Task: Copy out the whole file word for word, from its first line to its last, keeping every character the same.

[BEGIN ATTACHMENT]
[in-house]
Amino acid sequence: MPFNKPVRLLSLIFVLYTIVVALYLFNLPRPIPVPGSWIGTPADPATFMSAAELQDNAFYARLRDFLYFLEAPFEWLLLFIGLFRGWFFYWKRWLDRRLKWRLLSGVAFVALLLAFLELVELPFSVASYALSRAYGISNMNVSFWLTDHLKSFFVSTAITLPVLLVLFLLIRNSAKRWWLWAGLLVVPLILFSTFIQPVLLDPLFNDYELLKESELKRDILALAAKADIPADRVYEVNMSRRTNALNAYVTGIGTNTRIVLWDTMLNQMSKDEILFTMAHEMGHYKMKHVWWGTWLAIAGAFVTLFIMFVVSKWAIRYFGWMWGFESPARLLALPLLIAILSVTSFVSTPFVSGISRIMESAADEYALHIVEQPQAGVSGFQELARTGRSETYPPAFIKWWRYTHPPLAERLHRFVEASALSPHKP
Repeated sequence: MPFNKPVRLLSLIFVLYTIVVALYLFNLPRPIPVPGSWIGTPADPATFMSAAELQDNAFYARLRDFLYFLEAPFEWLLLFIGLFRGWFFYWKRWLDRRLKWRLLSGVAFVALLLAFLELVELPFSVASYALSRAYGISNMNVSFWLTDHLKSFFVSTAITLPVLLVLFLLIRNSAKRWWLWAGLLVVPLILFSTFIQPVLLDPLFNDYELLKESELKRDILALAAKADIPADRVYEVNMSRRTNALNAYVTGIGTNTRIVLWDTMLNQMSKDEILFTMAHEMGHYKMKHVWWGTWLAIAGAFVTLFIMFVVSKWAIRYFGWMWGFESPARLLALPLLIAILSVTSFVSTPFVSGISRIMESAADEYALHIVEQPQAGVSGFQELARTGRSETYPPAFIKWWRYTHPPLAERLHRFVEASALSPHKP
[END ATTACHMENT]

[in-house]
Amino acid sequence: MPFNKPVRLLSLIFVLYTIVVALYLFNLPRPIPVPGSWIGTPADPATFMSAAELQDNAFYARLRDFLYFLEAPFEWLLLFIGLFRGWFFYWKRWLDRRLKWRLLSGVAFVALLLAFLELVELPFSVASYALSRAYGISNMNVSFWLTDHLKSFFVSTAITLPVLLVLFLLIRNSAKRWWLWAGLLVVPLILFSTFIQPVLLDPLFNDYELLKESELKRDILALAAKADIPADRVYEVNMSRRTNALNAYVTGIGTNTRIVLWDTMLNQMSKDEILFTMAHEMGHYKMKHVWWGTWLAIAGAFVTLFIMFVVSKWAIRYFGWMWGFESPARLLALPLLIAILSVTSFVSTPFVSGISRIMESAADEYALHIVEQPQAGVSGFQELARTGRSETYPPAFIKWWRYTHPPLAERLHRFVEASALSPHKP
Repeated sequence: MPFNKPVRLLSLIFVLYTIVVALYLFNLPRPIPVPGSWIGTPADPATFMSAAELQDNAFYARLRDFLYFLEAPFEWLLLFIGLFRGWFFYWKRWLDRRLKWRLLSGVAFVALLLAFLELVELPFSVASYALSRAYGISNMNVSFWLTDHLKSFFVSTAITLPVLLVLFLLIRNSAKRWWLWAGLLVVPLILFSTFIQPVLLDPLFNDYELLKESELKRDILALAAKADIPADRVYEVNMSRRTNALNAYVTGIGTNTRIVLWDTMLNQMSKDEILFTMAHEMGHYKMKHVWWGTWLAIAGAFVTLFIMFVVSKWAIRYFGWMWGFESPARLLALPLLIAILSVTSFVSTPFVSGISRIMESAADEYALHIVEQPQAGVSGFQELARTGRSETYPPAFIKWWRYTHPPLAERLHRFVEASALSPHKP